The Catcher in the Rye, by J.D. Salinger, is a novel that expresses the loss of innocence adolescents are required to experience in their transition into adulthood. The book begins with the main character, Holden Caulfield, talking to what is later revealed to be a therapist about his life experiences since he got kicked out of yet another school because of his bad grades. At the very beginning of the book, Holden clarifies that he doesn’t want to say all that “David Copperfield crap”, alluding to Dickens books about Copperfield that went into extreme detail about every aspect of his life.
As the story progresses, we learn that Holden’s younger brother, Allie, died from leukemia. Ever since then, Holden has been almost obsessed with the idea that innocence must be preserved in children, even going to the extent of saying his dream job would be being the catcher in the rye. He explains the job description to be hundreds of kids running around on a field of rye and whenever one of the children nears the cliff, Holden reaches down and catches them. Another way he shows his need to contain innocence in children is through his little sister Phoebe. His constant control and protection over Phoebe shows Holden’s need to preserve innocence. However, at the very end of the book, Holden accepts the fact that innocence cannot be preserved and that you must let children grow from their mistakes.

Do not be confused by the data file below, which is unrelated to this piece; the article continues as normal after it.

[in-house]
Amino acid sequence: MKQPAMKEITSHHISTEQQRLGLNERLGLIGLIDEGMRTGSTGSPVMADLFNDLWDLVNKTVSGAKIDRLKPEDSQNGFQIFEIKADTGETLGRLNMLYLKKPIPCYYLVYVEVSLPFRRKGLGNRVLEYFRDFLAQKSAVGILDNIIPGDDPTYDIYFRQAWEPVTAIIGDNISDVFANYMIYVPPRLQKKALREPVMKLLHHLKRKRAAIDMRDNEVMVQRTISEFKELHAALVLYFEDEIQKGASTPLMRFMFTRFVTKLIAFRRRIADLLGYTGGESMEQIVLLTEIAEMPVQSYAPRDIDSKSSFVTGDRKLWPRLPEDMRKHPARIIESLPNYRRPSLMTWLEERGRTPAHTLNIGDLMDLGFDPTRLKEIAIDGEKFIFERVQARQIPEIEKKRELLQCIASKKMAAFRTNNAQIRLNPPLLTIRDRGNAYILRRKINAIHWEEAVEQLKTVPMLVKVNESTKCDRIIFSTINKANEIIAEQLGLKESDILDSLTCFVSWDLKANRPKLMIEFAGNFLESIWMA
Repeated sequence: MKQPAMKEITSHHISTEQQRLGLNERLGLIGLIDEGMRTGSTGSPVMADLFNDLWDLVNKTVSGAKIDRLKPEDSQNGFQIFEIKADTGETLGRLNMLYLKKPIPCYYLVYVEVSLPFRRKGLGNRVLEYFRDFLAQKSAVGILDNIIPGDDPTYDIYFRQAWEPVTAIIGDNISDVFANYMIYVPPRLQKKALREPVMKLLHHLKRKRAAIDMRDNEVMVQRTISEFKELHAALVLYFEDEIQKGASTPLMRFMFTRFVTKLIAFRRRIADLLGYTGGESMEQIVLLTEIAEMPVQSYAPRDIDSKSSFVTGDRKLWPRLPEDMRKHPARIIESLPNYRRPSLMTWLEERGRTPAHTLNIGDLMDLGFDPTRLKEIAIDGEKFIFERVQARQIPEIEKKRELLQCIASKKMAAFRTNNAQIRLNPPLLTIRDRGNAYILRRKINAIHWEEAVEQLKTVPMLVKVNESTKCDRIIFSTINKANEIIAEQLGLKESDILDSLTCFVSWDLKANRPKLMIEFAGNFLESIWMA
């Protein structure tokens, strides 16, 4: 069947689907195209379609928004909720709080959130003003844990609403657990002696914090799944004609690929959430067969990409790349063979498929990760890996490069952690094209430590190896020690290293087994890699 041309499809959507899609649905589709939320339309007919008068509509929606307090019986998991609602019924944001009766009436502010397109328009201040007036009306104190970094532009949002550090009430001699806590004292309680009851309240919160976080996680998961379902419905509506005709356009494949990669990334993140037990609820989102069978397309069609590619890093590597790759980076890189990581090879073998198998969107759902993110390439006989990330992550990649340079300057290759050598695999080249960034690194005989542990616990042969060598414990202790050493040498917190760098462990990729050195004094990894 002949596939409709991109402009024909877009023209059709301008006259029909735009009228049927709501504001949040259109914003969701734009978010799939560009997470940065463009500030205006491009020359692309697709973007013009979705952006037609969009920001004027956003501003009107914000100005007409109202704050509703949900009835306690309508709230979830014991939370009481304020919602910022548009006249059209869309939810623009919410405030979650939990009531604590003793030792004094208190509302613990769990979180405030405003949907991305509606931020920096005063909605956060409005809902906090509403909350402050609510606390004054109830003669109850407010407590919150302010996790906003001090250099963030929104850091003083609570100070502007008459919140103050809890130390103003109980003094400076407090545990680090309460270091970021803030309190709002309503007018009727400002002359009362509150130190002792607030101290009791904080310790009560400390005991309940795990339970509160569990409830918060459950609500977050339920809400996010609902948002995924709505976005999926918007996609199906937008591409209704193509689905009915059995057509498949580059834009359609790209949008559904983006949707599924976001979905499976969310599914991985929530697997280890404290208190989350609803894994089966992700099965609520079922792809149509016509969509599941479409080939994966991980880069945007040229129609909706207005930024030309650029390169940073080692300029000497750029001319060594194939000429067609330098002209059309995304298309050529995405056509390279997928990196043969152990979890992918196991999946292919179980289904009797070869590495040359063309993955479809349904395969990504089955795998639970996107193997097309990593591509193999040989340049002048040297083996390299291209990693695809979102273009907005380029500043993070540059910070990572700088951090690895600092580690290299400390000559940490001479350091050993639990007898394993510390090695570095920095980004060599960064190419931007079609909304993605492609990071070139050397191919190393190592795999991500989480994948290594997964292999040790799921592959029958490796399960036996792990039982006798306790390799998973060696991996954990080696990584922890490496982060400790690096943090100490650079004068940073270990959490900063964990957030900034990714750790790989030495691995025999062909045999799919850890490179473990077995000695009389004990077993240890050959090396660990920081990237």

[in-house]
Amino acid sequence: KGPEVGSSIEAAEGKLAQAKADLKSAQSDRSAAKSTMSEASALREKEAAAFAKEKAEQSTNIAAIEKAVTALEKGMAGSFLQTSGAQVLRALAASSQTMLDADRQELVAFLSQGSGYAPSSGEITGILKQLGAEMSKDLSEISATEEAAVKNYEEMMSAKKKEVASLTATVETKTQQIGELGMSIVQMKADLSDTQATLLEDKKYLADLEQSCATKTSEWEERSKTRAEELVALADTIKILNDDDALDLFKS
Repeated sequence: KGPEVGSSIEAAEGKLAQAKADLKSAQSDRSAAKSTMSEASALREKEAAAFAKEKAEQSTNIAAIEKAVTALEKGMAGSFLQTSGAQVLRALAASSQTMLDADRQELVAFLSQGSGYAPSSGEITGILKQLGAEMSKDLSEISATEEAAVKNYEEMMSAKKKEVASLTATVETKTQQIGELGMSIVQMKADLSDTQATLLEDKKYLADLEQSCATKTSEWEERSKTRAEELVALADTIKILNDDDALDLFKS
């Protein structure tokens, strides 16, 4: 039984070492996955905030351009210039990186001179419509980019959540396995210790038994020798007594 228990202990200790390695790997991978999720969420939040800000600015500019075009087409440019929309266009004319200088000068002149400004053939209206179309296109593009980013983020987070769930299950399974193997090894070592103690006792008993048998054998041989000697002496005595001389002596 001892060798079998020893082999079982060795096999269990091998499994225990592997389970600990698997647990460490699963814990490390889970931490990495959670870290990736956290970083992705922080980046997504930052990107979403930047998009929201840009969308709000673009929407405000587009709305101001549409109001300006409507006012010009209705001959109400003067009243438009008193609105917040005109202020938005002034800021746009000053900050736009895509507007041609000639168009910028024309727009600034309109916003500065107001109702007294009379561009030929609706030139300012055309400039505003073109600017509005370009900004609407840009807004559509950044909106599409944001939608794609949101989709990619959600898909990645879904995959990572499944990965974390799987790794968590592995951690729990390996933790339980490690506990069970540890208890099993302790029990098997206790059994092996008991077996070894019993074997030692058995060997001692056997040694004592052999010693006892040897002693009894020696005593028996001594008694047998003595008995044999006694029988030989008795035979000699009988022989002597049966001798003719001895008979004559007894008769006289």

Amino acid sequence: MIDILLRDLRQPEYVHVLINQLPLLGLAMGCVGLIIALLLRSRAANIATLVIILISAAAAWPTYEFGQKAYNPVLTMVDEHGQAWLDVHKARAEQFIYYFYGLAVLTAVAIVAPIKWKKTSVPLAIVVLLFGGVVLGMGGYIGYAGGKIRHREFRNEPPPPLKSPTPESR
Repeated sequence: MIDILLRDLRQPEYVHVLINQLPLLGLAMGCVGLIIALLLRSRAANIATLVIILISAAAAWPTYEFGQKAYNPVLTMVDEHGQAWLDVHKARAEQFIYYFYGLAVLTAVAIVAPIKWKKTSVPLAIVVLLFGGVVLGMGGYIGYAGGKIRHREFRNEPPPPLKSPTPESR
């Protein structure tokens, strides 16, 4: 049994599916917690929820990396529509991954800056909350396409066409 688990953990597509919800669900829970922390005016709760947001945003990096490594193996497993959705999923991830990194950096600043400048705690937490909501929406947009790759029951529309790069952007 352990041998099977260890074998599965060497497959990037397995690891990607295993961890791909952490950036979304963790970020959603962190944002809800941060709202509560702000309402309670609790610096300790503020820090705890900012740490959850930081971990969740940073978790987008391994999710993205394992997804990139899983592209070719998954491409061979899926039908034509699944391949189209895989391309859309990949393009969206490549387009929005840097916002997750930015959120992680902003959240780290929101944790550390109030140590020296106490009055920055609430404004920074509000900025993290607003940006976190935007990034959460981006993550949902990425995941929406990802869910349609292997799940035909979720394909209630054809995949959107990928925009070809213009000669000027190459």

All in all, the underlying themes and ideas in this book allow for a piece of great literature that I greatly recommend. However, it should be targeted for more mature audiences because of certain scenes in the book. Although it is a generally censored book, that should not stop you from reading it because the questionable scenes all contain underlying messages that only add the book and it helps us get a better understanding of the book. In the end, The Catcher in the Rye should be a book on everybody’s reading list.